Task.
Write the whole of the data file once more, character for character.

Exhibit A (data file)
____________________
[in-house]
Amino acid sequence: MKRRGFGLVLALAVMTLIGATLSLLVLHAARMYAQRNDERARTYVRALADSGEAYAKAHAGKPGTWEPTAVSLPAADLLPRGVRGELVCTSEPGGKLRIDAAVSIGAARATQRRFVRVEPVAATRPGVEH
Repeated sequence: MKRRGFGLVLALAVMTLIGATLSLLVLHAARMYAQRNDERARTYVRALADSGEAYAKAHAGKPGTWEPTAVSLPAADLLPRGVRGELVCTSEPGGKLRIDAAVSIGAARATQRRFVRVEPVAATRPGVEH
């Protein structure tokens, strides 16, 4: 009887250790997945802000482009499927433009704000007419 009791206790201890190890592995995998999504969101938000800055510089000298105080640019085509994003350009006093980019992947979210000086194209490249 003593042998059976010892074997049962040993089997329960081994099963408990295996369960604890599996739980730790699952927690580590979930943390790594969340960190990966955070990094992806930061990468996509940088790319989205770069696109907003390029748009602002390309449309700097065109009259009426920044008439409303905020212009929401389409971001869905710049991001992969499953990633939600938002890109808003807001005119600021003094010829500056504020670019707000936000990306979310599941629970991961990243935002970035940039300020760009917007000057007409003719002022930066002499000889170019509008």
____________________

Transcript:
[in-house]
Amino acid sequence: MKRRGFGLVLALAVMTLIGATLSLLVLHAARMYAQRNDERARTYVRALADSGEAYAKAHAGKPGTWEPTAVSLPAADLLPRGVRGELVCTSEPGGKLRIDAAVSIGAARATQRRFVRVEPVAATRPGVEH
Repeated sequence: MKRRGFGLVLALAVMTLIGATLSLLVLHAARMYAQRNDERARTYVRALADSGEAYAKAHAGKPGTWEPTAVSLPAADLLPRGVRGELVCTSEPGGKLRIDAAVSIGAARATQRRFVRVEPVAATRPGVEH
């Protein structure tokens, strides 16, 4: 009887250790997945802000482009499927433009704000007419 009791206790201890190890592995995998999504969101938000800055510089000298105080640019085509994003350009006093980019992947979210000086194209490249 003593042998059976010892074997049962040993089997329960081994099963408990295996369960604890599996739980730790699952927690580590979930943390790594969340960190990966955070990094992806930061990468996509940088790319989205770069696109907003390029748009602002390309449309700097065109009259009426920044008439409303905020212009929401389409971001869905710049991001992969499953990633939600938002890109808003807001005119600021003094010829500056504020670019707000936000990306979310599941629970991961990243935002970035940039300020760009917007000057007409003719002022930066002499000889170019509008």